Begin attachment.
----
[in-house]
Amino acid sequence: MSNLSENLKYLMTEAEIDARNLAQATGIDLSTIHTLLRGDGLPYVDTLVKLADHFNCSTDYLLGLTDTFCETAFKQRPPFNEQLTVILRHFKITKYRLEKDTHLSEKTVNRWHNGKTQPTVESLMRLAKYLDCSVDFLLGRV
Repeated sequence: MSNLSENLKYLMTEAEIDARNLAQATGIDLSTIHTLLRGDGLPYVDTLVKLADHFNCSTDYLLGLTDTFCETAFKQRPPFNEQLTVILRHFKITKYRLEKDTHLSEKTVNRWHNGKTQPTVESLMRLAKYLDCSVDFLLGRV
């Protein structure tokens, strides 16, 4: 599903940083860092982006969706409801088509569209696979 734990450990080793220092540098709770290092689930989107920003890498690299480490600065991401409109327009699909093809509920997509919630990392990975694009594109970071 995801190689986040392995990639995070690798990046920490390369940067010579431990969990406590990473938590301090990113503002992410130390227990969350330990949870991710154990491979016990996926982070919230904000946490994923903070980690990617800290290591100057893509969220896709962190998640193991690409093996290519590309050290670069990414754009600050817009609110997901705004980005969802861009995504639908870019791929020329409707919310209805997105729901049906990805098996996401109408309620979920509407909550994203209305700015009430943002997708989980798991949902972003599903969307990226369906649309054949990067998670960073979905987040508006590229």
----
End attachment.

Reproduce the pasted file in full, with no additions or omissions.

[in-house]
Amino acid sequence: MSNLSENLKYLMTEAEIDARNLAQATGIDLSTIHTLLRGDGLPYVDTLVKLADHFNCSTDYLLGLTDTFCETAFKQRPPFNEQLTVILRHFKITKYRLEKDTHLSEKTVNRWHNGKTQPTVESLMRLAKYLDCSVDFLLGRV
Repeated sequence: MSNLSENLKYLMTEAEIDARNLAQATGIDLSTIHTLLRGDGLPYVDTLVKLADHFNCSTDYLLGLTDTFCETAFKQRPPFNEQLTVILRHFKITKYRLEKDTHLSEKTVNRWHNGKTQPTVESLMRLAKYLDCSVDFLLGRV
């Protein structure tokens, strides 16, 4: 599903940083860092982006969706409801088509569209696979 734990450990080793220092540098709770290092689930989107920003890498690299480490600065991401409109327009699909093809509920997509919630990392990975694009594109970071 995801190689986040392995990639995070690798990046920490390369940067010579431990969990406590990473938590301090990113503002992410130390227990969350330990949870991710154990491979016990996926982070919230904000946490994923903070980690990617800290290591100057893509969220896709962190998640193991690409093996290519590309050290670069990414754009600050817009609110997901705004980005969802861009995504639908870019791929020329409707919310209805997105729901049906990805098996996401109408309620979920509407909550994203209305700015009430943002997708989980798991949902972003599903969307990226369906649309054949990067998670960073979905987040508006590229």